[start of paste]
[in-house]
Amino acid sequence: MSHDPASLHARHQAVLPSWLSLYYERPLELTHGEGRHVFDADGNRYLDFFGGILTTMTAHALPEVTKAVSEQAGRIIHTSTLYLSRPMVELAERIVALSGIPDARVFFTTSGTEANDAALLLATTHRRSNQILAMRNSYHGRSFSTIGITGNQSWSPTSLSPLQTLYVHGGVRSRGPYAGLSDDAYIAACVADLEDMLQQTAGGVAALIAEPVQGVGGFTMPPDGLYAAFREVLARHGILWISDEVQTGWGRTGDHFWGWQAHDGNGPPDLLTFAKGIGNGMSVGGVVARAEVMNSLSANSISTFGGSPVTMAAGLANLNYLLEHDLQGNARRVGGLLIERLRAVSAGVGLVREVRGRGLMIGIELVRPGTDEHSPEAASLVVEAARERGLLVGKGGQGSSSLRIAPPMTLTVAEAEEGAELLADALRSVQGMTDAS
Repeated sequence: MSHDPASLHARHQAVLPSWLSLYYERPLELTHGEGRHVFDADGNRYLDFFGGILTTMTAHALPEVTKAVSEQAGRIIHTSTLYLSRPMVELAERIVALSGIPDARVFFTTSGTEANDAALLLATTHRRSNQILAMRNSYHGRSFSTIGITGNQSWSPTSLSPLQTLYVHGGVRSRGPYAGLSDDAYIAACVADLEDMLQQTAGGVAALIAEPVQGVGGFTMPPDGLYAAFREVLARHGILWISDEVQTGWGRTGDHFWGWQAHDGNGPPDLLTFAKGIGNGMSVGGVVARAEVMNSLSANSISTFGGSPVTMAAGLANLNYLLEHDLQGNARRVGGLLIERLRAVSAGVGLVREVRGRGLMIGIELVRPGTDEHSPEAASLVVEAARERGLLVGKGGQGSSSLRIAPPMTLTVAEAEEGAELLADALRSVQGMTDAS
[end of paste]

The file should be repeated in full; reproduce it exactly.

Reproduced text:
[in-house]
Amino acid sequence: MSHDPASLHARHQAVLPSWLSLYYERPLELTHGEGRHVFDADGNRYLDFFGGILTTMTAHALPEVTKAVSEQAGRIIHTSTLYLSRPMVELAERIVALSGIPDARVFFTTSGTEANDAALLLATTHRRSNQILAMRNSYHGRSFSTIGITGNQSWSPTSLSPLQTLYVHGGVRSRGPYAGLSDDAYIAACVADLEDMLQQTAGGVAALIAEPVQGVGGFTMPPDGLYAAFREVLARHGILWISDEVQTGWGRTGDHFWGWQAHDGNGPPDLLTFAKGIGNGMSVGGVVARAEVMNSLSANSISTFGGSPVTMAAGLANLNYLLEHDLQGNARRVGGLLIERLRAVSAGVGLVREVRGRGLMIGIELVRPGTDEHSPEAASLVVEAARERGLLVGKGGQGSSSLRIAPPMTLTVAEAEEGAELLADALRSVQGMTDAS
Repeated sequence: MSHDPASLHARHQAVLPSWLSLYYERPLELTHGEGRHVFDADGNRYLDFFGGILTTMTAHALPEVTKAVSEQAGRIIHTSTLYLSRPMVELAERIVALSGIPDARVFFTTSGTEANDAALLLATTHRRSNQILAMRNSYHGRSFSTIGITGNQSWSPTSLSPLQTLYVHGGVRSRGPYAGLSDDAYIAACVADLEDMLQQTAGGVAALIAEPVQGVGGFTMPPDGLYAAFREVLARHGILWISDEVQTGWGRTGDHFWGWQAHDGNGPPDLLTFAKGIGNGMSVGGVVARAEVMNSLSANSISTFGGSPVTMAAGLANLNYLLEHDLQGNARRVGGLLIERLRAVSAGVGLVREVRGRGLMIGIELVRPGTDEHSPEAASLVVEAARERGLLVGKGGQGSSSLRIAPPMTLTVAEAEEGAELLADALRSVQGMTDAS